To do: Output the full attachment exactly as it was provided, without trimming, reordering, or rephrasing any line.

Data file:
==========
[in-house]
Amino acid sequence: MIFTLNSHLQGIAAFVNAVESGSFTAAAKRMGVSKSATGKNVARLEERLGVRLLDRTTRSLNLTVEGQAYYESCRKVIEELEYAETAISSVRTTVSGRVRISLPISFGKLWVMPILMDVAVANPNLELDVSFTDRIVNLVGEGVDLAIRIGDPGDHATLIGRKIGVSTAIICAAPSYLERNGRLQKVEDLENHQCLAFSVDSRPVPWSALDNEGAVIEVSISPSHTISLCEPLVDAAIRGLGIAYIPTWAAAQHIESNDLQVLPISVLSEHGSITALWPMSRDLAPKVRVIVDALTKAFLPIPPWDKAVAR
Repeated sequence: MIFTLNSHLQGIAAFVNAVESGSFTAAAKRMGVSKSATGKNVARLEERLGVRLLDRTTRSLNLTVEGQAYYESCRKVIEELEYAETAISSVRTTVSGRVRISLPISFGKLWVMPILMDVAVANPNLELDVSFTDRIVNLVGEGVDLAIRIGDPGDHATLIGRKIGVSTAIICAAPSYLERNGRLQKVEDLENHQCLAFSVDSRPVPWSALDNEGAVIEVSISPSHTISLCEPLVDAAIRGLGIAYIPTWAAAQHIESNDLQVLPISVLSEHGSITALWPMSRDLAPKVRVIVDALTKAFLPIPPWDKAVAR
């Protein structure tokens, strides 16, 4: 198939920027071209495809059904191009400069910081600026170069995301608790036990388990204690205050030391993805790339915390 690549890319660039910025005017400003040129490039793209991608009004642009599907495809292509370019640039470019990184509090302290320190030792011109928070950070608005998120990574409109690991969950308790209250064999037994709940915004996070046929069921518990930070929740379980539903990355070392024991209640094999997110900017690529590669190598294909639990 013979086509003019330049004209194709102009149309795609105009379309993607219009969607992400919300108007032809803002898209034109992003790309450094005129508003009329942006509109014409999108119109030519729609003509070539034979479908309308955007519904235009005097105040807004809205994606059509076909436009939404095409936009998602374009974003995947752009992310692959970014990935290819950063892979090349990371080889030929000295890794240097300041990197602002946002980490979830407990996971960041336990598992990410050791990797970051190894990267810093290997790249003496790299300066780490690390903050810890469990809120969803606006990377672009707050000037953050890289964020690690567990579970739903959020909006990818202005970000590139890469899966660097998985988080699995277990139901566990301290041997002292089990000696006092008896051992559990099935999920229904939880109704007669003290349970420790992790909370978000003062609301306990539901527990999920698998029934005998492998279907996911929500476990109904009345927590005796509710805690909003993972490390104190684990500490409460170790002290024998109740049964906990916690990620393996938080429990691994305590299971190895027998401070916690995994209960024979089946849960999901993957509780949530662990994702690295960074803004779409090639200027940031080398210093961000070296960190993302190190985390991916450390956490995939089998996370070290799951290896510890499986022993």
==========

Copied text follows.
[in-house]
Amino acid sequence: MIFTLNSHLQGIAAFVNAVESGSFTAAAKRMGVSKSATGKNVARLEERLGVRLLDRTTRSLNLTVEGQAYYESCRKVIEELEYAETAISSVRTTVSGRVRISLPISFGKLWVMPILMDVAVANPNLELDVSFTDRIVNLVGEGVDLAIRIGDPGDHATLIGRKIGVSTAIICAAPSYLERNGRLQKVEDLENHQCLAFSVDSRPVPWSALDNEGAVIEVSISPSHTISLCEPLVDAAIRGLGIAYIPTWAAAQHIESNDLQVLPISVLSEHGSITALWPMSRDLAPKVRVIVDALTKAFLPIPPWDKAVAR
Repeated sequence: MIFTLNSHLQGIAAFVNAVESGSFTAAAKRMGVSKSATGKNVARLEERLGVRLLDRTTRSLNLTVEGQAYYESCRKVIEELEYAETAISSVRTTVSGRVRISLPISFGKLWVMPILMDVAVANPNLELDVSFTDRIVNLVGEGVDLAIRIGDPGDHATLIGRKIGVSTAIICAAPSYLERNGRLQKVEDLENHQCLAFSVDSRPVPWSALDNEGAVIEVSISPSHTISLCEPLVDAAIRGLGIAYIPTWAAAQHIESNDLQVLPISVLSEHGSITALWPMSRDLAPKVRVIVDALTKAFLPIPPWDKAVAR
């Protein structure tokens, strides 16, 4: 198939920027071209495809059904191009400069910081600026170069995301608790036990388990204690205050030391993805790339915390 690549890319660039910025005017400003040129490039793209991608009004642009599907495809292509370019640039470019990184509090302290320190030792011109928070950070608005998120990574409109690991969950308790209250064999037994709940915004996070046929069921518990930070929740379980539903990355070392024991209640094999997110900017690529590669190598294909639990 013979086509003019330049004209194709102009149309795609105009379309993607219009969607992400919300108007032809803002898209034109992003790309450094005129508003009329942006509109014409999108119109030519729609003509070539034979479908309308955007519904235009005097105040807004809205994606059509076909436009939404095409936009998602374009974003995947752009992310692959970014990935290819950063892979090349990371080889030929000295890794240097300041990197602002946002980490979830407990996971960041336990598992990410050791990797970051190894990267810093290997790249003496790299300066780490690390903050810890469990809120969803606006990377672009707050000037953050890289964020690690567990579970739903959020909006990818202005970000590139890469899966660097998985988080699995277990139901566990301290041997002292089990000696006092008896051992559990099935999920229904939880109704007669003290349970420790992790909370978000003062609301306990539901527990999920698998029934005998492998279907996911929500476990109904009345927590005796509710805690909003993972490390104190684990500490409460170790002290024998109740049964906990916690990620393996938080429990691994305590299971190895027998401070916690995994209960024979089946849960999901993957509780949530662990994702690295960074803004779409090639200027940031080398210093961000070296960190993302190190985390991916450390956490995939089998996370070290799951290896510890499986022993």